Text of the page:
Specific ROS inhibitors were also optimized for effective concentrations by treating the cells with 100-500U/ml Catalase (Sigma, cat No-C1345) and 10-50mU/ml Oxypurinol (Sigma, Cat No O6881). Whenever, ROS inhibitors have used the hepatocytes were treated with them first before DCF-DA treatment, following H2O2 or Xanthine/Xanthine oxidase treatments to induce oxidative stress condition similar to the protocol described for mouse osteoblasts and Human MG63 cells34the roles of ROS in RANKL expression and signaling mechanisms through which ROS regulates RANKL genes are not known. Here we report that increased intracellular ROS levels by H2O2 or xanthine/xanthine oxidase-generated superoxide anion stimulated RANKL mRNA and protein expression in human osteoblast-like MG63 cell line and primary mouse bone marrow stromal cells and calvarial osteoblasts. Further analysis revealed that ROS promoted phosphorylation of cAMP response element-binding protein (CREB. The cells were harvested at the indicated time points after incubation, washed three times with phosphate-buffered saline, and immediately analyzed by Flow cytometer using 488-nm excitation beam. The signals were obtained using a 530-nm bandpass filter (FL-1 channel) for DCF. Each determination is based on the mean fluorescence intensity of 5,000 cells.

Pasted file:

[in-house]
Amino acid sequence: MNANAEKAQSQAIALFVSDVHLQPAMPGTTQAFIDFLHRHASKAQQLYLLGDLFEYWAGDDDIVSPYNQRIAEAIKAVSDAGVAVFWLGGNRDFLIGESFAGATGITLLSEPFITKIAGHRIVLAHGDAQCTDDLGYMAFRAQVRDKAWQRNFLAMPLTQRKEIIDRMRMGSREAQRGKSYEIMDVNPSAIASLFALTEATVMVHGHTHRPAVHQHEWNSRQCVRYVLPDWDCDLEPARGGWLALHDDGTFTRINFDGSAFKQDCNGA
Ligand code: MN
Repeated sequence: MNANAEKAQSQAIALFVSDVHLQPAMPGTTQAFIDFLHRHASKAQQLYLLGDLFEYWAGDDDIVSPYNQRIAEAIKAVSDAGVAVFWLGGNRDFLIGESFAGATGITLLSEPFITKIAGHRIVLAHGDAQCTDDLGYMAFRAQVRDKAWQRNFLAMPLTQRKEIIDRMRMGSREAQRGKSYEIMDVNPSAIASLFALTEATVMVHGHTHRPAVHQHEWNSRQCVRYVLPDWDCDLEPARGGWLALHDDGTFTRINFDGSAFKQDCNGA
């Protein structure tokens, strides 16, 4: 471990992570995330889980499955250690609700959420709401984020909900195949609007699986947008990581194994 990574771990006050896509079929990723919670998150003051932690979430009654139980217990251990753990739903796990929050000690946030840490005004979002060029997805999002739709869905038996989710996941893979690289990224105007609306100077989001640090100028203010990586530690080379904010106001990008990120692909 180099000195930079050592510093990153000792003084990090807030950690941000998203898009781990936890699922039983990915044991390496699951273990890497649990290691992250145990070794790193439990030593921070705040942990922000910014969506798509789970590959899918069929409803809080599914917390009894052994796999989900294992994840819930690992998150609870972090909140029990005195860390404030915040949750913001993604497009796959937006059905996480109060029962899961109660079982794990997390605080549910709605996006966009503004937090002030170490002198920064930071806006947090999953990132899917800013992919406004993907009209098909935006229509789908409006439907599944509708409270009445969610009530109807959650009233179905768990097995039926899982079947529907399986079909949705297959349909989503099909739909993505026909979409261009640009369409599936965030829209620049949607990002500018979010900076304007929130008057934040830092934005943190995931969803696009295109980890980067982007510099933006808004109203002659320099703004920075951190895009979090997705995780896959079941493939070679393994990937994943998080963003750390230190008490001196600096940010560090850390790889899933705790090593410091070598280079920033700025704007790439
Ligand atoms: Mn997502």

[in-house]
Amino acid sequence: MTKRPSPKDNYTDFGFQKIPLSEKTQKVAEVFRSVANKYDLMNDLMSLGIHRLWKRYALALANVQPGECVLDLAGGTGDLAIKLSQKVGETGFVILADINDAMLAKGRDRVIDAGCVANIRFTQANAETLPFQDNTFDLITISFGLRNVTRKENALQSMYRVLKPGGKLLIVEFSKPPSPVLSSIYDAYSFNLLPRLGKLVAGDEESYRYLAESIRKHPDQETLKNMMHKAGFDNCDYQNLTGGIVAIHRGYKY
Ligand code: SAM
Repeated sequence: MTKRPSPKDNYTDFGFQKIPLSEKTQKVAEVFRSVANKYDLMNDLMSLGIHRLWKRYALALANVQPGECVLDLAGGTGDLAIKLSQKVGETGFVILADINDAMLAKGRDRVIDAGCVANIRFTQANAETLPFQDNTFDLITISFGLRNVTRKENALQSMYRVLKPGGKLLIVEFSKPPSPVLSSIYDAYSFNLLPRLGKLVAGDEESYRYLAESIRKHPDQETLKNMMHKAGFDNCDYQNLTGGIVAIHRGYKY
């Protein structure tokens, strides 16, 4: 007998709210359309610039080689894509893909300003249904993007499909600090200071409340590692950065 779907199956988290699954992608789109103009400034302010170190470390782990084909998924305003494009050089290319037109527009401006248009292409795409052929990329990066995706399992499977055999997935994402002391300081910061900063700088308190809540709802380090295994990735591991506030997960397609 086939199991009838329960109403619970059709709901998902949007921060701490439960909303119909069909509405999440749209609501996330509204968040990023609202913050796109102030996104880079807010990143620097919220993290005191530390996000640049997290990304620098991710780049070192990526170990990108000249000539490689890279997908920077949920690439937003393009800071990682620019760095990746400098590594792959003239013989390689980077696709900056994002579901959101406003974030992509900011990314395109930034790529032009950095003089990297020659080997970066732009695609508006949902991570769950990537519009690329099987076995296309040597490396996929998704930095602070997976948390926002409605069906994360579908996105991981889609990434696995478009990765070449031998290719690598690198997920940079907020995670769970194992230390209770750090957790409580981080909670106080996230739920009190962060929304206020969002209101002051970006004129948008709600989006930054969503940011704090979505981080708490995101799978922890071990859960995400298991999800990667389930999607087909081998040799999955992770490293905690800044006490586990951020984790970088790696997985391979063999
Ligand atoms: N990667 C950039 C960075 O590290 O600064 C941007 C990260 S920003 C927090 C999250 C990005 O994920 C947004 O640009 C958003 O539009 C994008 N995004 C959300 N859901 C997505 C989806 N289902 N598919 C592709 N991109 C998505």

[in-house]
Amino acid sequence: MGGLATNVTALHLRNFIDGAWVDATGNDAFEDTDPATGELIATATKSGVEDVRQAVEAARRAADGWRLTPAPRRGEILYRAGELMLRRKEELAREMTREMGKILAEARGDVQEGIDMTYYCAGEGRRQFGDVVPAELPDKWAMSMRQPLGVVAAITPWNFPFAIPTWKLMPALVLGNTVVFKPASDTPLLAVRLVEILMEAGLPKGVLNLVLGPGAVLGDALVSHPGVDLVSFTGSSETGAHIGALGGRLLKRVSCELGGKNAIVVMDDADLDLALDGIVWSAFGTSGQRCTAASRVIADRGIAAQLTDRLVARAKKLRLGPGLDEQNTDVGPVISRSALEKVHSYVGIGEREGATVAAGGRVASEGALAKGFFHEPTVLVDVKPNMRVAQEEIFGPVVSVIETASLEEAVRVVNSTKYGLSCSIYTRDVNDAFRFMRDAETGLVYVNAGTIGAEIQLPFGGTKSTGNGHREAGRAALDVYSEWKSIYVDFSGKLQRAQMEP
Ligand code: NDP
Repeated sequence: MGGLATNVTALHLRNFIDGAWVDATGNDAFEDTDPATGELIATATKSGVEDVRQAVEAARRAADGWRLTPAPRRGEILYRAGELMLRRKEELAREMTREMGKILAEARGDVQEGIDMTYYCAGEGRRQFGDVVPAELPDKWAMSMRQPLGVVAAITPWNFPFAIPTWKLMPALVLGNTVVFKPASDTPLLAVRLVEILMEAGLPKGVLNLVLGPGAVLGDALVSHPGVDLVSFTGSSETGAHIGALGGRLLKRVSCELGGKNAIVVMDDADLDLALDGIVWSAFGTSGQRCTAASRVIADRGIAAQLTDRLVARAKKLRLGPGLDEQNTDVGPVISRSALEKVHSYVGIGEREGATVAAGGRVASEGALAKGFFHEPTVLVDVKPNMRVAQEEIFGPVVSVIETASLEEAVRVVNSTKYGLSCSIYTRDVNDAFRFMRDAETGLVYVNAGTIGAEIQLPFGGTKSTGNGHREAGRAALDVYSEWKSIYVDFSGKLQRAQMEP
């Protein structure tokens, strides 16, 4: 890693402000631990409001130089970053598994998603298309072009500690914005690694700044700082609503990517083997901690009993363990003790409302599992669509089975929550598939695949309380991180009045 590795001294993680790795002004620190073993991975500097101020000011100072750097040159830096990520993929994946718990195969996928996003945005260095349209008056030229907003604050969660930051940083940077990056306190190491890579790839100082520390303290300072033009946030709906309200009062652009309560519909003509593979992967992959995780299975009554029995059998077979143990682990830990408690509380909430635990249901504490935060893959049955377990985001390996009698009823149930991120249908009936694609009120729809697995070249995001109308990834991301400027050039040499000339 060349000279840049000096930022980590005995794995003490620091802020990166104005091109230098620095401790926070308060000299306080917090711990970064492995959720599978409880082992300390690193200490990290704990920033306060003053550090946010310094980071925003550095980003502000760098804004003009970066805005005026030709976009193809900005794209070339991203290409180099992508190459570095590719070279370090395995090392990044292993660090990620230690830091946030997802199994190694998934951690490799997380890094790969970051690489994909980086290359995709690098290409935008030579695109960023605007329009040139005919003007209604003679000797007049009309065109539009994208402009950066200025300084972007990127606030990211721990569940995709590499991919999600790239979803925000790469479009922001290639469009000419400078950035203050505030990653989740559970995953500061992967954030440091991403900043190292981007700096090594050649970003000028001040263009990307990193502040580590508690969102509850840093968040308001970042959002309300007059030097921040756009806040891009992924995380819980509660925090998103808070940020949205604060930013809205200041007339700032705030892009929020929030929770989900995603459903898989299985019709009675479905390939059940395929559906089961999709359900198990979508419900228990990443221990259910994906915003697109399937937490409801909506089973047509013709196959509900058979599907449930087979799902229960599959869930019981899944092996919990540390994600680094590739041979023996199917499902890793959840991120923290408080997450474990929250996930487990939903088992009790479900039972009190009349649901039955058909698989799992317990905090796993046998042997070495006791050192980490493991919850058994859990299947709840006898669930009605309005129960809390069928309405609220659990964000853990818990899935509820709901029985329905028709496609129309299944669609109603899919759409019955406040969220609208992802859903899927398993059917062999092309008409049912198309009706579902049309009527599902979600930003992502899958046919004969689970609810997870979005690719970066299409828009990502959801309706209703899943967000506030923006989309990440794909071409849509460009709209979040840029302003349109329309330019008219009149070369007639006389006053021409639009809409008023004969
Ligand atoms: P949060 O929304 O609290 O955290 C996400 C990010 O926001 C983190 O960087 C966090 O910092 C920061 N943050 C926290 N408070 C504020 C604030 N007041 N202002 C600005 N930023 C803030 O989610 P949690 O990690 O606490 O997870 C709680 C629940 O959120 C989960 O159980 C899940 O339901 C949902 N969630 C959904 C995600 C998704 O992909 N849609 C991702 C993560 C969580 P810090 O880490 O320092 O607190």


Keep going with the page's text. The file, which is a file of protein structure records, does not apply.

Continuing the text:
Assay for hepatocellular NO production

Hepatocytes were seeded in24-well, flat-bottom plates (Falcon) at 105 cells/well and incubated at 37°C in humidified 5%CO2 conditions with and without 1µg/ml lipopolysaccharides (Sigma, Cat no L 2630). NO was measured indirectly by determination of the concentration of nitrite. Briefly, 100-µl aliquots were removed from hepatocytes cultures and incubated with an equal volume of Griess reagent (1%sulfanilamide,0.1%N-1-naphthyl ethylenediamine dihydrochloride in 2.5% phosphoric acid) from Sigma, Cat No G4410 for 10 min at 37°C. Absolute values of NO were determined using sodium nitrite as standard. Absorbance was read at 550 nm on a microtiter plate reader.

Isolation of RNA and TaqMan Real-time PCR

RNA was isolated from hepatocytes harvested from CC, LPC and REM sleep deprived group of rats and stored in RNA later (Sigma-Aldrich, Cat. R0901) using RNA purification kit (RNeasy Mini Kit, Qiagen, Germany). RNA concentrations and integrity was assessed by Nanodrop and Agilent 2100 Bioanalyzer (Agilent Technologies, Massy, France). Total RNA isolated from the hepatocytes were converted to cDNA using the reverse transcription PCR kit (Applied Biosystems, United States). GADPH served as a housekeeping gene while CC group served as calibrator Probes (Reporter dye FAM-labeled on 5' end and quencher VIC labeled on 3' end), PCR master mix, and PCR plate/tubes were obtained from Applied Biosystems, United States and it was used following the manufacturer's instructions. The catalogue numbers of gene probes were glyceraldehyde 3 phosphate dehydrogenase (GAPDH, Rn01749022_g1), iNOS (Rn02132634_s1) and master mix (Rn99999916-g1).